• CPIC used two approaches to learn how best to help Vietnamese communities in California receive lifesaving colorectal cancer screening: one approach involved lay health workers directly educating the community on the importance of screening, and the other involved advertising about colorectal cancer screening. CPIC found that the use of lay health workers worked best to improve the screening rate, proving that organized community involvement improves colorectal screening practices among Vietnamese-Americans in California.
  • CPIC was the first to show definitively that among nonsmokers, women were more likely than men to have lung cancer. Until this paper, there were no hard data about the incidence of lung cancer in nonsmokers. This study has been cited extensively as motivation for other research to understand the reasons why.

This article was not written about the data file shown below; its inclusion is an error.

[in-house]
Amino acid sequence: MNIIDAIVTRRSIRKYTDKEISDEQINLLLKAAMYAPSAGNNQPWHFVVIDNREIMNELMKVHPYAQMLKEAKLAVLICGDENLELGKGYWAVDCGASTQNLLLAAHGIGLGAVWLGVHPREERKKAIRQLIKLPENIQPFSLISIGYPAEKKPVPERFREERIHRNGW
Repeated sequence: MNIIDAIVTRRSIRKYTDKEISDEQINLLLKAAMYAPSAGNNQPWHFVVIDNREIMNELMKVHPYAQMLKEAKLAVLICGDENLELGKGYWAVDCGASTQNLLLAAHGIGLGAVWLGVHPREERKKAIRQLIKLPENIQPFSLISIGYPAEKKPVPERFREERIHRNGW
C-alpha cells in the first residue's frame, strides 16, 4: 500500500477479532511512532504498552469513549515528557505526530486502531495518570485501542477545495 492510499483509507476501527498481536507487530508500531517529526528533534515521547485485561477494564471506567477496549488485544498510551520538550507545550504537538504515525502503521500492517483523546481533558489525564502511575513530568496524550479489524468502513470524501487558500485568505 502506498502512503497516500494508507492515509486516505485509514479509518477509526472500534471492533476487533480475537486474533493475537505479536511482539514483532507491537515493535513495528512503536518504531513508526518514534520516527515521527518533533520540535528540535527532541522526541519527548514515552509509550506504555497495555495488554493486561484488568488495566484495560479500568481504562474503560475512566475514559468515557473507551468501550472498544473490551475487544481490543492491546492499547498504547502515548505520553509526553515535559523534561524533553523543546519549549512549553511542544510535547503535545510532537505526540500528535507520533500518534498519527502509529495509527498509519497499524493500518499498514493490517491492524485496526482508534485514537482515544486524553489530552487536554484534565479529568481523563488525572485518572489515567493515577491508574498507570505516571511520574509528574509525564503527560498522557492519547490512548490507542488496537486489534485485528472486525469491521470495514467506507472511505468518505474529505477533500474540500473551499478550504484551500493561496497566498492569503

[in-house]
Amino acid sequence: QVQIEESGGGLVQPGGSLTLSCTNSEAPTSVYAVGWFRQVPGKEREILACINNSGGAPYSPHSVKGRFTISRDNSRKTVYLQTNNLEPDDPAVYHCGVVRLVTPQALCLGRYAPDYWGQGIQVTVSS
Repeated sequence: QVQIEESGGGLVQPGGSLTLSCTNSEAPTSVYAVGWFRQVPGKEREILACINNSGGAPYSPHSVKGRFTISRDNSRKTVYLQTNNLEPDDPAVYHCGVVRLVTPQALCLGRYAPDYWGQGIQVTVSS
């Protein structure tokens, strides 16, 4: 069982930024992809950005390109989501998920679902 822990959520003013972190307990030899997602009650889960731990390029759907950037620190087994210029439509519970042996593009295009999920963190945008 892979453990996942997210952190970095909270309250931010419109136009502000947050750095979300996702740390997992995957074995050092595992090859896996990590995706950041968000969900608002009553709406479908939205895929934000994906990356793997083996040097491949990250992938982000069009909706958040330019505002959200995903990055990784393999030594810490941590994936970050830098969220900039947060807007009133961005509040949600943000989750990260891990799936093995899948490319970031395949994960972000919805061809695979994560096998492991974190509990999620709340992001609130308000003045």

• CPIC was the first to study the level of BRCA1 mutations (genetic changes responsible for increased risk of breast cancer) in nonwhite women. This work found that young African American and Hispanic women with breast cancer had a particularly high prevalence of BRCA1 mutations, and signaled the importance to these communities and their doctors of screening for this mutation when indicated.

Oakland Athletics Strike Out Breast Cancer

Date: Home games June 27th - September 6th  
Location: O.co Coliseum, Oakland, CA 

Join us at the ballpark this summer and support breast cancer awareness with the purchase of a cap or pin!! You will find us on the concourse behind Section 120. You can also purchase raffle tickets for the chance to win a custom quilt autographed by the entire 2015 A’s team. Proceeds from all sales benefit both CPIC and the American Cancer Society.

Summer fundraising sales culminate on Sunday, September 6, with the 17th annual A’s Breast Cancer Awareness Day, honoring breast cancer survivors with a special celebration of life and hope.